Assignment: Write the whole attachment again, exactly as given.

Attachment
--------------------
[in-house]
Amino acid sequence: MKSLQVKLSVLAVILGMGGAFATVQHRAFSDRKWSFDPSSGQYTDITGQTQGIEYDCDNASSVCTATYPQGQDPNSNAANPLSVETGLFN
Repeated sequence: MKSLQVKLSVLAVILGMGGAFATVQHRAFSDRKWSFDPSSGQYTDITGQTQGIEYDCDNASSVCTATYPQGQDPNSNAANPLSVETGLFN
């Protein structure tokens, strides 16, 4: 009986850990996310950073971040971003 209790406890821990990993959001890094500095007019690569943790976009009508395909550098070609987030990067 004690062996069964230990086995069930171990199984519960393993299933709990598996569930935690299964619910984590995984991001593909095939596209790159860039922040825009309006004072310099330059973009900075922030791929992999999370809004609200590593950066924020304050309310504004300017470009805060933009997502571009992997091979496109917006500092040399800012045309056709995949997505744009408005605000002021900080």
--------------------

[in-house]
Amino acid sequence: MKSLQVKLSVLAVILGMGGAFATVQHRAFSDRKWSFDPSSGQYTDITGQTQGIEYDCDNASSVCTATYPQGQDPNSNAANPLSVETGLFN
Repeated sequence: MKSLQVKLSVLAVILGMGGAFATVQHRAFSDRKWSFDPSSGQYTDITGQTQGIEYDCDNASSVCTATYPQGQDPNSNAANPLSVETGLFN
């Protein structure tokens, strides 16, 4: 009986850990996310950073971040971003 209790406890821990990993959001890094500095007019690569943790976009009508395909550098070609987030990067 004690062996069964230990086995069930171990199984519960393993299933709990598996569930935690299964619910984590995984991001593909095939596209790159860039922040825009309006004072310099330059973009900075922030791929992999999370809004609200590593950066924020304050309310504004300017470009805060933009997502571009992997091979496109917006500092040399800012045309056709995949997505744009408005605000002021900080």